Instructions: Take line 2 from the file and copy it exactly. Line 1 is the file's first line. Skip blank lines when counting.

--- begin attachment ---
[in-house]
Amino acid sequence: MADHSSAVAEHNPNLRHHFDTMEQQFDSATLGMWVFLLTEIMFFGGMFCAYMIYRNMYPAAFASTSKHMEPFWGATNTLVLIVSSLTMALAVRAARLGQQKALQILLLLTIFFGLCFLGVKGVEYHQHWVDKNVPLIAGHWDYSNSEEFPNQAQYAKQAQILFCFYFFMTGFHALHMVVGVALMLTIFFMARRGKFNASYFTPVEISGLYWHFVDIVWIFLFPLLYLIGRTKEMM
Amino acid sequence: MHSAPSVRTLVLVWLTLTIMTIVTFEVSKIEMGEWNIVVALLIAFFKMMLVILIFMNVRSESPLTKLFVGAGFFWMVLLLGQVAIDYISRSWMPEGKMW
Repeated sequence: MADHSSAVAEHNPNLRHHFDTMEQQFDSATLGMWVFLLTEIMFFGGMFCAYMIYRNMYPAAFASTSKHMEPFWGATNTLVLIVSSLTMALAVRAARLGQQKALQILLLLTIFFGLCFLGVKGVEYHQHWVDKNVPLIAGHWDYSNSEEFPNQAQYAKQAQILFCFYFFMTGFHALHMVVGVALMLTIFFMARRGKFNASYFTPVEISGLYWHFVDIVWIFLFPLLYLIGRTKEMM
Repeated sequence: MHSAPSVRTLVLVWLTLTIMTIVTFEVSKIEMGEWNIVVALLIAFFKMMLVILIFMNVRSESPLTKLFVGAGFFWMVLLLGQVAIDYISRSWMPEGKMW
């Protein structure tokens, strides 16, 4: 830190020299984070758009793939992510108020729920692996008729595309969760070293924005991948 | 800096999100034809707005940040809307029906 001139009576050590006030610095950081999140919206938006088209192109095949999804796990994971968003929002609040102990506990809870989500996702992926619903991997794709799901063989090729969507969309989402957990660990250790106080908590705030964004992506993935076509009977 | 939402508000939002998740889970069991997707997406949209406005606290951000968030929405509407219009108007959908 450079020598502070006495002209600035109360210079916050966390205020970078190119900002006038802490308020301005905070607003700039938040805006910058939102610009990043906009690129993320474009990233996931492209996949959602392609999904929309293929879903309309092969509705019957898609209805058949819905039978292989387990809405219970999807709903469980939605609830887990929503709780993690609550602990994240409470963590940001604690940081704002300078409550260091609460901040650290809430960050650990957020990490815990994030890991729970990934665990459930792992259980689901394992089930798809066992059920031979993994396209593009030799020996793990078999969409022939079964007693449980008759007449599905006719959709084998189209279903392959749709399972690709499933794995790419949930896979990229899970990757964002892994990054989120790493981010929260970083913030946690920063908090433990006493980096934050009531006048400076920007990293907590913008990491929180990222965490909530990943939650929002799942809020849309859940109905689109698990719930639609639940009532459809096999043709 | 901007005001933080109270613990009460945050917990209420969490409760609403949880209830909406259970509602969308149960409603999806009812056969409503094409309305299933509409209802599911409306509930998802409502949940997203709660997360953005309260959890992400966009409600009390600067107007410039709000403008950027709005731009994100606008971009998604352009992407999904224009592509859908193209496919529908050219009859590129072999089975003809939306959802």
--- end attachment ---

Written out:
Amino acid sequence: MADHSSAVAEHNPNLRHHFDTMEQQFDSATLGMWVFLLTEIMFFGGMFCAYMIYRNMYPAAFASTSKHMEPFWGATNTLVLIVSSLTMALAVRAARLGQQKALQILLLLTIFFGLCFLGVKGVEYHQHWVDKNVPLIAGHWDYSNSEEFPNQAQYAKQAQILFCFYFFMTGFHALHMVVGVALMLTIFFMARRGKFNASYFTPVEISGLYWHFVDIVWIFLFPLLYLIGRTKEMM